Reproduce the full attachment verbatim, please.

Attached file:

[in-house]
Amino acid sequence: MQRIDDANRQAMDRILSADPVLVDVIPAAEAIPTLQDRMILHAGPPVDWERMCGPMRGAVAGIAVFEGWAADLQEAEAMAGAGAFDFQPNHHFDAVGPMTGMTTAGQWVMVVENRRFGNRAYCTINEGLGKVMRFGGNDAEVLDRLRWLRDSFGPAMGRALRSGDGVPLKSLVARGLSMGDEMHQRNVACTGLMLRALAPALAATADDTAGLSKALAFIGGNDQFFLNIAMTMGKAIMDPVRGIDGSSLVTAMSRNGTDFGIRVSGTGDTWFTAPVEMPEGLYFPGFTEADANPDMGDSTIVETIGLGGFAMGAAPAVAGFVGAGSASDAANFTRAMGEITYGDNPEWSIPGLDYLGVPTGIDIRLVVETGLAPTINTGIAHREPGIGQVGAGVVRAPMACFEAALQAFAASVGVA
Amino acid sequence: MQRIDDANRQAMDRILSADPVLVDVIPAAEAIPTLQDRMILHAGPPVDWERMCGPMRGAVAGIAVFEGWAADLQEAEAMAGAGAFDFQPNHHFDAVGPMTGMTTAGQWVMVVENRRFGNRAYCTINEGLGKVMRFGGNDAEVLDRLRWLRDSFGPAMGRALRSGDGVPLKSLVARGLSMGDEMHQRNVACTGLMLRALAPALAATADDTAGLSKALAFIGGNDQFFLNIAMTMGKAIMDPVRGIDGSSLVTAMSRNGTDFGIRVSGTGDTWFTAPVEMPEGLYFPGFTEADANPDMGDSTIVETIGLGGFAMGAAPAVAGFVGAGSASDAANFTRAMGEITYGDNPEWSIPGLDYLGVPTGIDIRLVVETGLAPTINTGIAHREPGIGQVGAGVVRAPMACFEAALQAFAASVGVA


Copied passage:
[in-house]
Amino acid sequence: MQRIDDANRQAMDRILSADPVLVDVIPAAEAIPTLQDRMILHAGPPVDWERMCGPMRGAVAGIAVFEGWAADLQEAEAMAGAGAFDFQPNHHFDAVGPMTGMTTAGQWVMVVENRRFGNRAYCTINEGLGKVMRFGGNDAEVLDRLRWLRDSFGPAMGRALRSGDGVPLKSLVARGLSMGDEMHQRNVACTGLMLRALAPALAATADDTAGLSKALAFIGGNDQFFLNIAMTMGKAIMDPVRGIDGSSLVTAMSRNGTDFGIRVSGTGDTWFTAPVEMPEGLYFPGFTEADANPDMGDSTIVETIGLGGFAMGAAPAVAGFVGAGSASDAANFTRAMGEITYGDNPEWSIPGLDYLGVPTGIDIRLVVETGLAPTINTGIAHREPGIGQVGAGVVRAPMACFEAALQAFAASVGVA
Amino acid sequence: MQRIDDANRQAMDRILSADPVLVDVIPAAEAIPTLQDRMILHAGPPVDWERMCGPMRGAVAGIAVFEGWAADLQEAEAMAGAGAFDFQPNHHFDAVGPMTGMTTAGQWVMVVENRRFGNRAYCTINEGLGKVMRFGGNDAEVLDRLRWLRDSFGPAMGRALRSGDGVPLKSLVARGLSMGDEMHQRNVACTGLMLRALAPALAATADDTAGLSKALAFIGGNDQFFLNIAMTMGKAIMDPVRGIDGSSLVTAMSRNGTDFGIRVSGTGDTWFTAPVEMPEGLYFPGFTEADANPDMGDSTIVETIGLGGFAMGAAPAVAGFVGAGSASDAANFTRAMGEITYGDNPEWSIPGLDYLGVPTGIDIRLVVETGLAPTINTGIAHREPGIGQVGAGVVRAPMACFEAALQAFAASVGVA